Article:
I lost my USB drive…


Well, so I thought. It was T minus 5 days before the Blogher Conference. The weekend came and went and I didn’t think about my drive until the following Monday (3 days before the conference.) I searched high and low for my drive , in my bags, in my clothes, at my client’s workplace and and my place. I went to my Gram’s and back and my building super asked me if I lost a computer disk. I was so relieved since all my presentation materials were on this drive. The first thing I did was to back up my USB drive to my web hosting company. Then I opened up a Mozy account. The lesson here, backup often!

Now its your turn, Tell me your technology horror story, by commenting to this post. The most horrific story will won win a 128MB drive coutesy of BlogHer and AOL Body, which will contain an ebook copy of Get More Business – The Women’s eMarketing Guide to Promote Your Products and Services on the Internet.


  1. Maybe this will interest folks here. I have started the Honey Stick Project; an experiment on “a day in the life of a lost USB drive”, more or less.

    I’m systematically dropping USB drives preloaded with harmless files that track what people click on when they find them.

  2. um…scot…i’m pretty sure you call those key loggers, and their not so harmless then, what about privacy? those poor people (who are probably stealerers for not returning it anyway)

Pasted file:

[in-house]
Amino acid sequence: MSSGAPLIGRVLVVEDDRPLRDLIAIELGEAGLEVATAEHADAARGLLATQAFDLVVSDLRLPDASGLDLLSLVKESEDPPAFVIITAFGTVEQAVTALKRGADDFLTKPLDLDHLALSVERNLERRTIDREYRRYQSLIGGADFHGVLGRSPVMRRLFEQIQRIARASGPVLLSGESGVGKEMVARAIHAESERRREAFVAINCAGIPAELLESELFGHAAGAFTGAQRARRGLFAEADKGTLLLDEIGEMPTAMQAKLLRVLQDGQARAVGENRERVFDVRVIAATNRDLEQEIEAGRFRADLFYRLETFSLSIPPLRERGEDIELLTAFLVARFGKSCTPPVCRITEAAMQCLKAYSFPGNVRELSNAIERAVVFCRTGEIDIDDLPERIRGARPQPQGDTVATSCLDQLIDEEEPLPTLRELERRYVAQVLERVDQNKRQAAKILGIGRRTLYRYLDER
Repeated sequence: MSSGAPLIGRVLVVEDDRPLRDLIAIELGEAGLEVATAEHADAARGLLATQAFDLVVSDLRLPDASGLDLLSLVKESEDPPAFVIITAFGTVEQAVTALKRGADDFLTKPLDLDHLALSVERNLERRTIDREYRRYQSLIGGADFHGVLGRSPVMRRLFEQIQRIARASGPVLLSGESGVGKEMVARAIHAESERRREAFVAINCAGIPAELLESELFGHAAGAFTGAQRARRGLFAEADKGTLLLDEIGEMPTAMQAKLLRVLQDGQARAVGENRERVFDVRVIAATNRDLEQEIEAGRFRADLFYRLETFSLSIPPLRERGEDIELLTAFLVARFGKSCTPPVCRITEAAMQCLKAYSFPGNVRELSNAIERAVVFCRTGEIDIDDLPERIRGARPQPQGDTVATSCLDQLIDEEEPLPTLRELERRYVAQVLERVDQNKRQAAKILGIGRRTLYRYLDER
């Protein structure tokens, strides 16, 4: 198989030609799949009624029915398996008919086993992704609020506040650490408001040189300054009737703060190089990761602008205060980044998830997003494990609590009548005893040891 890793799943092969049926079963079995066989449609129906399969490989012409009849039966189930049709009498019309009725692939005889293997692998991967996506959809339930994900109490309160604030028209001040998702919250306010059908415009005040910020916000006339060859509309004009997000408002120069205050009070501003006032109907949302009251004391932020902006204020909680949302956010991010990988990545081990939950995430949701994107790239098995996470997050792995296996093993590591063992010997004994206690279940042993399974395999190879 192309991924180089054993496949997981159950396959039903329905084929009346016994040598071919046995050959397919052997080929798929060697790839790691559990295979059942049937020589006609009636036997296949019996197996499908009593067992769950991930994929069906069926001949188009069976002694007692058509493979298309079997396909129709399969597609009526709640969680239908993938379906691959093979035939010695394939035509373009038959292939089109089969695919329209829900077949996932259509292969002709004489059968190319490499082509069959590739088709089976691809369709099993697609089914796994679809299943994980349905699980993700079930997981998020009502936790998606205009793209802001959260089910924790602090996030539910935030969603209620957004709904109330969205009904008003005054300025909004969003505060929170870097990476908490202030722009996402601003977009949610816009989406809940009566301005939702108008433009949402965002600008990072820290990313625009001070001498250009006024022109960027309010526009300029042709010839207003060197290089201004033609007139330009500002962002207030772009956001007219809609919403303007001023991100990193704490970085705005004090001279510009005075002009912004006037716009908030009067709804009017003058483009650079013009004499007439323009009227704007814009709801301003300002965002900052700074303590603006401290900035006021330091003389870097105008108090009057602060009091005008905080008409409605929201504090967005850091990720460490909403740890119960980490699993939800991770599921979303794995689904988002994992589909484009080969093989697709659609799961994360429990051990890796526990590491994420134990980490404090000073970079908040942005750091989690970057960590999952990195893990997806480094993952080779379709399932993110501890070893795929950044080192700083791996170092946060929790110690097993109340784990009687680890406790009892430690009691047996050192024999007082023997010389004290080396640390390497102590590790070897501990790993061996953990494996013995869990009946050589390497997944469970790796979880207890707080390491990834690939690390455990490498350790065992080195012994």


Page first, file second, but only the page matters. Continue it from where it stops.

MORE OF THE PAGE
3. Actually, my Honey Sticks are NOT keyloggers. They don’t have any software on them whatsoever, and do can not harm a computer, if used. However, the point is, that this is a way of measuring how safely people handle USB drives. In general, it is risky to use a device when you don’t know where it came from. It’s like picking up a piece of pizza off the street and popping it into your mouth.

    The Honey Stick Project measurements are done by simply detecting when somebody opens a file on the device, which causes the user’s browser to load an image from my website. It can’t collect any personal information, just the fact that the device was used, for statistical purposes.

    It’s funny you should mention that people would just steal the devices. It turns out that after doing about 30 devices, 40 percent of them were used, and only 10 percent of them were found by people who tried to contact me to say they’d found it. So, you’re right. Most people who find them do keep them.

  4. Few more days before until I’ll have my speech for my English subject.
    Everything was ready, the power point, the speech… everything!
    The day before the speech, I search for my USB drive to add more details to my power point presentation. But IT WASN’T THERE!!!
    Like what Steph did, I searched high and low for my drive , in my bags, in my clothes, in the library, in my classroom.. everywhere! It’s lost… It’s just lost along with my recent assessments in my other subject especially in ICT (Information and Communication Technology).

    It’s really very depressing. Having everything prepared for something you want to get an A+ for is just down-heartening.

    Stephanie, I also feel your pain even though it was still back at 2007… 😥
    Next time, I’ll back-up my files regularly!

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